Syndicate your social network updates and content with care

Syndicate your social network updates and content with care

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Finding ways of working smarter and faster drives progress in the workplace. But sometimes there are simply no shortcuts. Anyone that manages multiple social network profiles for an individual, organisation or brand wants to make the process as painless as possible.

The same content can be shared across networks using automated tools. Indeed you'll often see the same post from an individual within the space of seconds if you flit between Facebook, LinkedIn and Twitter.

Content and network management applications such as Conversocial, Hootsuite and Sprout Social enable content to be syndicated to multiple platforms with a single click. You can schedule posts for periods of optimum engagement, or to coincide with other marketing efforts.

IFFFT is building a business by enabling people to build recipes to syndicate content from social media platform or network to another. I use it to back-up my Instagram images to Dropbox.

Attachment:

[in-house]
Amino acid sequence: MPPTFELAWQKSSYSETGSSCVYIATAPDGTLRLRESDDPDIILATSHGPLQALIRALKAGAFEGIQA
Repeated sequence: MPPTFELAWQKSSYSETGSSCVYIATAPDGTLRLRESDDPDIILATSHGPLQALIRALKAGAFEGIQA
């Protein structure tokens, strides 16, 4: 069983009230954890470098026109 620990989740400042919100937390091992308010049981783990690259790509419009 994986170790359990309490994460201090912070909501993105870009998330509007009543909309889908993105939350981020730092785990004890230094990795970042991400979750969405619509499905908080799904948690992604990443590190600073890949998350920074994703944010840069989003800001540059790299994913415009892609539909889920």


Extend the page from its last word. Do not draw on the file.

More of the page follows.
But any endeavour to automate or mechanise a social relationship should be approached with care. It may make for an easier life but it plainly isn't social and is likely at best to reduce your opportunity for engagement, and at worse backfire. As a general rule machines and people are uneasy bedfellows.

Each social network has its own ideal content format and conversational style.

LinkedIn is professional, Facebook personal, whereas Google+ and Twitter are a mixture. Photos work well on Facebook and Google+ whereas short sentences, ideally with a link, are best suited to LinkedIn and Twitter.

LinkedIn and Twitter appear to be unconcerned by syndicated updates. In fact LinkedIn provides a tick box on updates if you want to share your updates with your Twitter network.

Facebook is more discerning. It penalises posts from third-party applications. They are less likely to appear in your network's newsfeed than posts made directly via the network.

Meanwhile Google+ allows limited posting (see comment below from Mark Pack) to the network from third-party applications.

There are exceptions of course. It makes sense for news organisations to syndicate posts where their social networks are used to push out news stories rather than as a means of engagement. But as a general rule syndicate updates and content between networks with care.

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